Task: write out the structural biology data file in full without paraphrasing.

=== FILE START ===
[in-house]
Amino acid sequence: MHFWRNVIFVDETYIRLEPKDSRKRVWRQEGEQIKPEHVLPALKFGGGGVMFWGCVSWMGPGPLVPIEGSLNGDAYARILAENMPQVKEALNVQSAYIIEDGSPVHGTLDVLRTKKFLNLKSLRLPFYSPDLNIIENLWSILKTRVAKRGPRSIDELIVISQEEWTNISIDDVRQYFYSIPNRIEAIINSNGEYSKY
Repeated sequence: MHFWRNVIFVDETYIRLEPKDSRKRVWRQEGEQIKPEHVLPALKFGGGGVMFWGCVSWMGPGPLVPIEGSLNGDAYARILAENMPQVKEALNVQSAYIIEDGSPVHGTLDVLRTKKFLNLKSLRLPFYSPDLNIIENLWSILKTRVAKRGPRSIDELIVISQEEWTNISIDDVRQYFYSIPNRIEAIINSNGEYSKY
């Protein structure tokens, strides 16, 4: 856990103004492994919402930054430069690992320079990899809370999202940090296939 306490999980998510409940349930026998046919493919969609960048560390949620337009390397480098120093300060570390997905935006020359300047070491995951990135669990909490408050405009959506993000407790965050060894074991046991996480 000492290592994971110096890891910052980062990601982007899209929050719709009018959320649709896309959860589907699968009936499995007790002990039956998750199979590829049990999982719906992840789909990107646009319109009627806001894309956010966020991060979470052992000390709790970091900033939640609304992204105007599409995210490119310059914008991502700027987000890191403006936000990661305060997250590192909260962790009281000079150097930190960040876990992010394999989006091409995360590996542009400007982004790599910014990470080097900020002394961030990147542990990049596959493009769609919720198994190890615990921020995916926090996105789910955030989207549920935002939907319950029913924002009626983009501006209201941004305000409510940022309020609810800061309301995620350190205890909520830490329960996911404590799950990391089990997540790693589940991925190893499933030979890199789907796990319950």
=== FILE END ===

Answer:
[in-house]
Amino acid sequence: MHFWRNVIFVDETYIRLEPKDSRKRVWRQEGEQIKPEHVLPALKFGGGGVMFWGCVSWMGPGPLVPIEGSLNGDAYARILAENMPQVKEALNVQSAYIIEDGSPVHGTLDVLRTKKFLNLKSLRLPFYSPDLNIIENLWSILKTRVAKRGPRSIDELIVISQEEWTNISIDDVRQYFYSIPNRIEAIINSNGEYSKY
Repeated sequence: MHFWRNVIFVDETYIRLEPKDSRKRVWRQEGEQIKPEHVLPALKFGGGGVMFWGCVSWMGPGPLVPIEGSLNGDAYARILAENMPQVKEALNVQSAYIIEDGSPVHGTLDVLRTKKFLNLKSLRLPFYSPDLNIIENLWSILKTRVAKRGPRSIDELIVISQEEWTNISIDDVRQYFYSIPNRIEAIINSNGEYSKY
């Protein structure tokens, strides 16, 4: 856990103004492994919402930054430069690992320079990899809370999202940090296939 306490999980998510409940349930026998046919493919969609960048560390949620337009390397480098120093300060570390997905935006020359300047070491995951990135669990909490408050405009959506993000407790965050060894074991046991996480 000492290592994971110096890891910052980062990601982007899209929050719709009018959320649709896309959860589907699968009936499995007790002990039956998750199979590829049990999982719906992840789909990107646009319109009627806001894309956010966020991060979470052992000390709790970091900033939640609304992204105007599409995210490119310059914008991502700027987000890191403006936000990661305060997250590192909260962790009281000079150097930190960040876990992010394999989006091409995360590996542009400007982004790599910014990470080097900020002394961030990147542990990049596959493009769609919720198994190890615990921020995916926090996105789910955030989207549920935002939907319950029913924002009626983009501006209201941004305000409510940022309020609810800061309301995620350190205890909520830490329960996911404590799950990391089990997540790693589940991925190893499933030979890199789907796990319950």